“But here again let me quell unrealistic expectations. The time savings will be a few weeks at most, if any. MINDEF makes no promises as the army has to study many details to ensure that we can continue to generate operationally ready units."
Even though training duration can be shortened, Dr Ng said this will not reduce the number of In-Camp Training (ICT) that Operationally-Ready National Servicemen (NSmen) have to perform.
ICTs were reduced from 13 to 10 in 2006. The 10 ICTs will still be needed to meet Singapore's defence needs, even with falling birth rates, until 2040.
The call to improve the training system arose from the Committee to Strengthen National Service (CSNS) discussions.
The waiting time before enlistment can also be reduced.
Dr Ng has asked the SAF to develop a system where it can commit to enlist all enlistees, except for some exceptions, within a fixed time frame of four to five months.
The army expects to complete its detailed studies on the issues raised by the CSNS in the second half of this year.
Another suggestion from the CSNS is for the creation of a new volunteer corp, and the Defence Ministry is working on the proposal.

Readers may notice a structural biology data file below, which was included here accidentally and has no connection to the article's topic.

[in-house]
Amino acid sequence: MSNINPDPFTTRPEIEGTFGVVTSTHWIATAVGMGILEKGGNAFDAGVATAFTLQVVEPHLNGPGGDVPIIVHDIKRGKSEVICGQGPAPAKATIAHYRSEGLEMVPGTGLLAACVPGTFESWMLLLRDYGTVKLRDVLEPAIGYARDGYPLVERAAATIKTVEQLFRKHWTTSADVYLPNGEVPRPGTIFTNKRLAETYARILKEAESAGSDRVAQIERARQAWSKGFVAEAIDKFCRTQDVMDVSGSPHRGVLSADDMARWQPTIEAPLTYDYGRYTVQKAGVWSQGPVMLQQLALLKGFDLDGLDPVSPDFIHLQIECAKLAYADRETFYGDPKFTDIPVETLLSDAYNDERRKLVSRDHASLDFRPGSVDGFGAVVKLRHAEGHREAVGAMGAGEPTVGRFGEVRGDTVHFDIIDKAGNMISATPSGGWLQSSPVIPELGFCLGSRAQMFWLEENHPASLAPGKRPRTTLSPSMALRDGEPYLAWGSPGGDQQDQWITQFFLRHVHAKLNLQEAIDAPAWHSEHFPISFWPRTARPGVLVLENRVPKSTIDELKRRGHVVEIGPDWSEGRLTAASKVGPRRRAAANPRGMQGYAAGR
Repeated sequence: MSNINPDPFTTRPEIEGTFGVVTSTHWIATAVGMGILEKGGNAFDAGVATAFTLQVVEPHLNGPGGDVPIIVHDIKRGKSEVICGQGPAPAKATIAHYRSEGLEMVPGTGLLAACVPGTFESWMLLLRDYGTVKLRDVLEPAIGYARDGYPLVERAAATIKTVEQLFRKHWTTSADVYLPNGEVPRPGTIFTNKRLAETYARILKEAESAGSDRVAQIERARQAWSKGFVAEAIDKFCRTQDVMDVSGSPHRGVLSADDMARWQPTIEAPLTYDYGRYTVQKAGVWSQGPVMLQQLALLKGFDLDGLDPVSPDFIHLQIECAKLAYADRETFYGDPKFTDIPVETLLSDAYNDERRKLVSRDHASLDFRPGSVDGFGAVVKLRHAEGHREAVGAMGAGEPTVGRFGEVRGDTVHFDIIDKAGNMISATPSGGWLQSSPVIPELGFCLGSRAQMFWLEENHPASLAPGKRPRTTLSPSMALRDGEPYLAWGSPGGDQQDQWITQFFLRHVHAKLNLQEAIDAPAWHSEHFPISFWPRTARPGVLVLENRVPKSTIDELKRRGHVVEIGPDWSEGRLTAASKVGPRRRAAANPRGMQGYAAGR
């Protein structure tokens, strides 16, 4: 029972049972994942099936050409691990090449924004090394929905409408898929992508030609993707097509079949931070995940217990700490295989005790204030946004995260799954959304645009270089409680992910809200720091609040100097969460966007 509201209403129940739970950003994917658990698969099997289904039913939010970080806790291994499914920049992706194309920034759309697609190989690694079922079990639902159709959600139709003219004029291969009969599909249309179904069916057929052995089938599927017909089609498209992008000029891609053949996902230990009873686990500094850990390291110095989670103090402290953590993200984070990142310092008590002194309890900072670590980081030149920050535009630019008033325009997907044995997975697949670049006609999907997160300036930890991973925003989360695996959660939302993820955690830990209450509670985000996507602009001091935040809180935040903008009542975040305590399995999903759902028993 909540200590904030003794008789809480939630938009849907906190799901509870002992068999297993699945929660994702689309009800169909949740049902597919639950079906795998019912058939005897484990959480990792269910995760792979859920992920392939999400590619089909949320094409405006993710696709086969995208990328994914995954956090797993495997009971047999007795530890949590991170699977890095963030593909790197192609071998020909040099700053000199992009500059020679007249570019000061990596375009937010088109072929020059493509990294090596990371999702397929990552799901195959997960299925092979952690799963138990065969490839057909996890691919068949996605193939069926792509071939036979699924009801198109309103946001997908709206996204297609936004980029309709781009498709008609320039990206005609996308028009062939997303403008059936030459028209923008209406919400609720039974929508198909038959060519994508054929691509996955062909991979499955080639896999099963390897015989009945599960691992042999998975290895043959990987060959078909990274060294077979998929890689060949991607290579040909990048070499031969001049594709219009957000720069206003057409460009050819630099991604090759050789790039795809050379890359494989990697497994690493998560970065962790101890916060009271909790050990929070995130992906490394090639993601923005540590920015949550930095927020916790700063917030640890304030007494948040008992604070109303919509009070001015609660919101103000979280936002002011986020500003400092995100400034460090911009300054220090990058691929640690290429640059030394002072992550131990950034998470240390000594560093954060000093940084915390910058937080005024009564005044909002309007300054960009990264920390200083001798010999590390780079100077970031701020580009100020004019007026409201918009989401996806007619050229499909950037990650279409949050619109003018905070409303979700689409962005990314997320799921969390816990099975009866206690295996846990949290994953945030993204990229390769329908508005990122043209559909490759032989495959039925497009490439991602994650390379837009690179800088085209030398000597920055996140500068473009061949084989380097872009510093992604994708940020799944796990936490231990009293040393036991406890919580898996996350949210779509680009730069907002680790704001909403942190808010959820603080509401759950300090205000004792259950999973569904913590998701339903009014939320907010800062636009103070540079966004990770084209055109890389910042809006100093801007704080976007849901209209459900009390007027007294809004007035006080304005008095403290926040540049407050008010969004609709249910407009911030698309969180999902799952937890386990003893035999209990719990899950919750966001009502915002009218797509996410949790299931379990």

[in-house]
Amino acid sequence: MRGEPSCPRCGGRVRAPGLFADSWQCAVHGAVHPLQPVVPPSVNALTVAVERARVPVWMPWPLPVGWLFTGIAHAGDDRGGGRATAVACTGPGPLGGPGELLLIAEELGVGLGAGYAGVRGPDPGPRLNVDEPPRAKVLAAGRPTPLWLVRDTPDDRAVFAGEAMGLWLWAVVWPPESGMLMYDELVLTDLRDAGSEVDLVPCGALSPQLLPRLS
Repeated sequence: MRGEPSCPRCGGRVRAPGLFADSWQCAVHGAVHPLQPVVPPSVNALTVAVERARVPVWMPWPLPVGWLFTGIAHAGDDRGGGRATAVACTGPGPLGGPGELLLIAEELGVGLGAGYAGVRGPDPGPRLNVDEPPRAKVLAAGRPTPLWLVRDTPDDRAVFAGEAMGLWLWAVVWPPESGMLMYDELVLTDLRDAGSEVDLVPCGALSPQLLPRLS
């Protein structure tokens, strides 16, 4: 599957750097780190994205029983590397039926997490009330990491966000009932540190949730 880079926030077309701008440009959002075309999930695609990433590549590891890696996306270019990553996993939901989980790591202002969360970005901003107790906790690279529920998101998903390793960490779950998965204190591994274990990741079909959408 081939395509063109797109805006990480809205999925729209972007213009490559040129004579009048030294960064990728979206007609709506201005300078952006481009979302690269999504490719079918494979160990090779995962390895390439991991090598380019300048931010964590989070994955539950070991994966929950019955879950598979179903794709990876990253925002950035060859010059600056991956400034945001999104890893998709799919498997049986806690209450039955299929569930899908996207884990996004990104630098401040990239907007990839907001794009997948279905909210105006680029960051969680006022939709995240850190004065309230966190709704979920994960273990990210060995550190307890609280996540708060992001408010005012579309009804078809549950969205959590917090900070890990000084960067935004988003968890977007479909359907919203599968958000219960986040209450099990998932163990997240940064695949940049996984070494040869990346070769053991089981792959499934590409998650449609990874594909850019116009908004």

This will allow the broader community -- in particular women, new citizens and first generation permanent residents -- to better understand and contribute to Singapore's defence.
The proposed SAF Volunteer
Corps should harness the different skills of the volunteers to
complement Singapore’s defence capabilities.
Volunteers with expertise in specific areas, such as healthcare, psychology and communications, could be given opportunities to serve in their respective specialist areas.
Those who wish to serve in other military functions could be trained as necessary for these operations.
Second Defence Minister Chan Chun Sing said: "MINDEF will look into developing basic modules to impart relevant basic military skills and values to all volunteers. Specific training will then be conducted according to operational needs.
"In order for meaningful contributions to be made, volunteers could commit to performing various operational duties for a certain period of time."
MINDEF will also want to strengthen its qualification system for employers to better appreciate the skills and leadership qualities of Singapore’s NSmen.